Meaning: Back Land
The Down Survey:
The Down Survey of Ireland carried out by William Petty an English scientist in 1655 and 1656 is the first ever detailed land survey on a national scale anywhere in the world. The Down Survey is a cadastral survey of Ireland and was so called simply by its topographic details being all laid down by admeasurement on maps. The survey sought to define legal property boundaries and measure all the land to be forfeited by the Catholic Irish in order to facilitate it’s redistribution to merchant adventurers and English officers and soldiers in Oliver Cromwell’s army. It was to repay them and the many English politicians and adventurers who had funded Cromwell’s military campaign in Ireland.
The Down Survey Name for Coolin was In Carnalyn. In 1641 (pre Cromwell) the owner(s) were catholic and named Mc Rickard Mc Edmund Thom Shoy. 1670 (post Cromwell) it was in the ownership of College of Dublin (protestant). The townland of Coolin was in the half barony of Rosse (sic), in the parish of Rosse and in County Galway. There were 117 plantation acres of unprofitable land and 26 plantation acres of profitable land. The profitable land was forfeited.
O’Donovan’s Field Name Books 1838:
O’Donovan describes Coolin as a central townland.
He further states that Coolin is in the south east corner of the parish; bounded in the north by the townlands of Cahergal, Bookaun and Shannadullaun, on the west by Shannadullaun and Thornleghee or Townanal and bounded to the south by Ballydoolough and the parish of Cong and on the east by Ballyveehaun, Kilbeg Upper and Cahergal. Coolin is in the Civil Parish of Cong, in the Barony of Ross, and in Co. Galway.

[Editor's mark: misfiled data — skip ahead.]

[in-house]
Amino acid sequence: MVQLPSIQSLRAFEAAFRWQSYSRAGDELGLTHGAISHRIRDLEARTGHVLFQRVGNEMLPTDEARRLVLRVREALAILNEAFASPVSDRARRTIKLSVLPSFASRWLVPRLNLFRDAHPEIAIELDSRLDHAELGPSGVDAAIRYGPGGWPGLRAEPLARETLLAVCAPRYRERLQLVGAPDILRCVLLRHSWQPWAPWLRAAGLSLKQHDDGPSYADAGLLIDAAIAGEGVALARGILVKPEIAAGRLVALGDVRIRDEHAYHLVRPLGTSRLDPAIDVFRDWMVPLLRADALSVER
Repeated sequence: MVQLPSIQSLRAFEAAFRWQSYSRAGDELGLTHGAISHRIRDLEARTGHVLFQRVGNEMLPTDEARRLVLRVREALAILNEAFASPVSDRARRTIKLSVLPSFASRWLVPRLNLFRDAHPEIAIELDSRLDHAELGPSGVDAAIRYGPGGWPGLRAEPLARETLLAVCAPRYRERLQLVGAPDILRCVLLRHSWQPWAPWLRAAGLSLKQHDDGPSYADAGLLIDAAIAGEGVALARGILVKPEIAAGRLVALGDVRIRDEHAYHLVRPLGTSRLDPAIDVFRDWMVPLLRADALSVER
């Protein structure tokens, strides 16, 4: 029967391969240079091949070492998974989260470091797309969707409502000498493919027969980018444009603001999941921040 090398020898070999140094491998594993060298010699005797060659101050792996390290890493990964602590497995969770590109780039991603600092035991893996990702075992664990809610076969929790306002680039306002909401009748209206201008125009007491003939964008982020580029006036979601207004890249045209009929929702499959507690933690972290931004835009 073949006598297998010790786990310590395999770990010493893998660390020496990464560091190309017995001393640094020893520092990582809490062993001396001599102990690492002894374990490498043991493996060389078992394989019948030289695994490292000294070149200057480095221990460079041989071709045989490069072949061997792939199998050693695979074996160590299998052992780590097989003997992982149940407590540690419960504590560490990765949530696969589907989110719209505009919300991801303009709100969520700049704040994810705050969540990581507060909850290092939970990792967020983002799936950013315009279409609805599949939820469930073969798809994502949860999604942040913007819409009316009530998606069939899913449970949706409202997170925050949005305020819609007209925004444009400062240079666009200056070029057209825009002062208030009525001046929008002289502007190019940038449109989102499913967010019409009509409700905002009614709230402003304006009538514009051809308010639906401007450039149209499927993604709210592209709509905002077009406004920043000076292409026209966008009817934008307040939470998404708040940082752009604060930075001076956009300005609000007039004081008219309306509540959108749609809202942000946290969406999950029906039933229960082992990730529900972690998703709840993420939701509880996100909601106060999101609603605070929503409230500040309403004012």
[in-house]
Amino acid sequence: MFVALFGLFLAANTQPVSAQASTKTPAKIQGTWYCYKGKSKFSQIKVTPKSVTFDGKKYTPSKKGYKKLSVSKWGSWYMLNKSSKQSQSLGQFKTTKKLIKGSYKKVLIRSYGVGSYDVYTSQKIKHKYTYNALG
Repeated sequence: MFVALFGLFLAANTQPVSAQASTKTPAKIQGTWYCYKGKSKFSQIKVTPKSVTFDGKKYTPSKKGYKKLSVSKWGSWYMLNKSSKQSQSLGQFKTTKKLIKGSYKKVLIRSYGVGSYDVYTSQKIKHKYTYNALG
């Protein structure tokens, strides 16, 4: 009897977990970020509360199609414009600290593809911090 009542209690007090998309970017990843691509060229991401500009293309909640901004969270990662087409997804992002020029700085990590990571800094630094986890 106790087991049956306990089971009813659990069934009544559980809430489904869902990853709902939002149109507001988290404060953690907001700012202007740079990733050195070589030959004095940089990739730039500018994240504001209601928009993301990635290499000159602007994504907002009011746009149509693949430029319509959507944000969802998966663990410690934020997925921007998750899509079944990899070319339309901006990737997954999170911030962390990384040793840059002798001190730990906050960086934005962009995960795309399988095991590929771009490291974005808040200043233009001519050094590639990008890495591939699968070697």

O’ Donovan provides us with a number of variant forms of the spellings for the townland; Coolin, Culann, Culan, Coolin (By.Surveyors Sketch Map),Coolin, (Rev.MichaelHeraty (sic) P.P.),Coolin (Local),Coolin (Mearsman),Coolin (Co. Cess Collector) and Coolin (Tithe Ledger).
The proprietor was the Earl of Leitrim and Charlemont and the agent was Mr. James Fair, Fairhill, Ross parish. It was all held by tenants for a bulked rent of £20, 4 shillings and 5 pence. The soil is described as being mountainous, some of it steep, heathy green and pasturable. Some of it swamp, some arable mountain with tillage attached to the small village of Coolin. Middling crops of oats and potatoes were grown considering such soil. Lough, village and mountain of Coolin had a Co.Cess of 11¼ d. paid half yearly. There are no antiquities.
Griffith’s Valuation 1850:
The townland had an area of 427 acres, 1 rood and 15 perches. The immediate lessors were the Earls of Leitrim and Charlemont and they had two tenants on the property. There was an area of 43 acres and 7 perches under water that had no rateable valuation.
Plot 1consisted of 384 acres, 1 rood and 8 perches and had two occupiers: James Halloranpaid a total annual sum of £10 for his piece of land, and Thaddeus Halloranpaid a total annual sum of £5 for his portion of land.
No online census available for this townland.